Tuberculosis in Nunavut can be controlled

February 4, 2013

A combined strategy is needed to combat tuberculosis in Nunavut where the rate is 66 times higher than in the general Canadian population, states a commentary in CMAJ (Canadian Medical Association Journal).

Nunavut, Canada's eastern territory in the north, has seen a dramatic increase in the disease since 1997. Previous efforts to eradicate the disease focused on early identification and treatment of people as well as treatment of latent cases. This intense approach helped decrease the number of cases, but was not continued.

"Intensive control activities should be expanded throughout Nunavut, learning and adapting along the way," writes Dr. Pamela Orr, Department of Medical Microbiology and Community Health Sciences, University of Manitoba, Winnipeg, Manitoba. She argues for a community approach combined with clear performance targets.

Door-to-door visits by local Inuit health care workers and education campaigns combine elements of successful programs.

"Nunavut needs to reactivate the community health committees that became dormant and tap into the emerging health activism at the community and organizational levels," she writes.

" is amenable to control through the application of science, as well as social and political will."

Explore further: Patient-centered care starts with education

More information: www.cmaj.ca/lookup/doi/10.1503/cmaj.121536

Related Stories

Patient-centered care starts with education

October 31, 2011

The main challenge to providing patient-centred health care is education, as many patients do know how to access the health care system, states an editorial in CMAJ (Canadian Medical Association Journal).

Stroke rate 25 percent higher for Metis

October 4, 2011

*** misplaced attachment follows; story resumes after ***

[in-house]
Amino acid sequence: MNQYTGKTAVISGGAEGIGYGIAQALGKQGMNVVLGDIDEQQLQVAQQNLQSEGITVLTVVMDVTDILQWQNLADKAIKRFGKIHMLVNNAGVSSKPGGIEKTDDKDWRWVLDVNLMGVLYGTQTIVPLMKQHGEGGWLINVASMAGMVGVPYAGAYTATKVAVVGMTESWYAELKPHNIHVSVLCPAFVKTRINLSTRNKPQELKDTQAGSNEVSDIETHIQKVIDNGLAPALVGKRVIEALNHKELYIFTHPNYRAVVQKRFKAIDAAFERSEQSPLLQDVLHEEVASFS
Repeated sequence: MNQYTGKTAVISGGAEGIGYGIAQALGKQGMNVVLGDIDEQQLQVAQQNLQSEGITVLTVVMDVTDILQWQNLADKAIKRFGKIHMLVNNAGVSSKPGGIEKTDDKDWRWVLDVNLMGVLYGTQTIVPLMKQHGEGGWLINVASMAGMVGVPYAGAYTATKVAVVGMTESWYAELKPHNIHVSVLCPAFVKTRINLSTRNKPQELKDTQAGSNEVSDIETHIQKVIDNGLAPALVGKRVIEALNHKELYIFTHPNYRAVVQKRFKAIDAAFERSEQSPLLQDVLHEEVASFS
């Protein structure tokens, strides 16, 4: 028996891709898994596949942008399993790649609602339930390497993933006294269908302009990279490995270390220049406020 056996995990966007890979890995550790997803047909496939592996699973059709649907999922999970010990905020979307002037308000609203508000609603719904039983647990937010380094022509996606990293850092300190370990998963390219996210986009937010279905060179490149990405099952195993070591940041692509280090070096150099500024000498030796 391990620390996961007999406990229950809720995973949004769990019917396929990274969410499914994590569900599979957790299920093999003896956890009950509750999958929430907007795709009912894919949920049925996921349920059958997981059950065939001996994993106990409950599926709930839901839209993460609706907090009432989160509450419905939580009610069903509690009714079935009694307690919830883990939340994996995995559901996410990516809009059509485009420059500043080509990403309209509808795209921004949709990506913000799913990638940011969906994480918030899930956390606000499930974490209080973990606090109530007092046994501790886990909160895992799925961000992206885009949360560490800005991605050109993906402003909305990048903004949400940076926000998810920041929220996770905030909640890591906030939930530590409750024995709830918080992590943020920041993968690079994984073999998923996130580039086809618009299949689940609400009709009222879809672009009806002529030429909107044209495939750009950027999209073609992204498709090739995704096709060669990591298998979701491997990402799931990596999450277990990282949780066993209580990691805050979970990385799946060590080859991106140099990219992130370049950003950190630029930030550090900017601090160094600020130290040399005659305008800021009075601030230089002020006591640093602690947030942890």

The stroke rate among Manitoba Metis is nearly 25 percent higher than for other Manitobans, according to a study by the University of Manitoba and the Manitoba Metis Federation (MMF) presented today at the Canadian Stroke ...

Recommended for you

The 'love hormone' may quiet tinnitus

September 23, 2016

(HealthDay)—People suffering from chronic ringing in the ears—called tinnitus—may find some relief by spraying the hormone oxytocin in their nose, a small initial study by Brazilian researchers suggests.

Bile acid uptake inhibitor prevents NASH / fatty liver in mice

September 21, 2016

Drugs that interfere with bile acid recycling can prevent several aspects of NASH (nonalcoholic steatohepatitis) in mice fed a high-fat diet, scientists from Emory University School of Medicine and Children's Healthcare of ...

New therapeutic target for Crohn's disease

September 20, 2016

Research from the Sanford Burnham Prebys Medical Discovery Institute (SBP) identifies a promising new target for future drugs to treat inflammatory bowel disease (IBD). The study, published today in Cell Reports, also indicates ...

Mosquitoes, Zika and biotech regulation

September 19, 2016

In a new Policy Forum article in Science, NC State professor Jennifer Kuzma argues that federal authorities are missing an opportunity to revise outdated regulatory processes not fit for modern innovations in biotechnology, ...

0 comments

Please sign in to add a comment. Registration is free, and takes less than a minute. Read more

Click here to reset your password.
Sign in to get notified via email when new comments are made.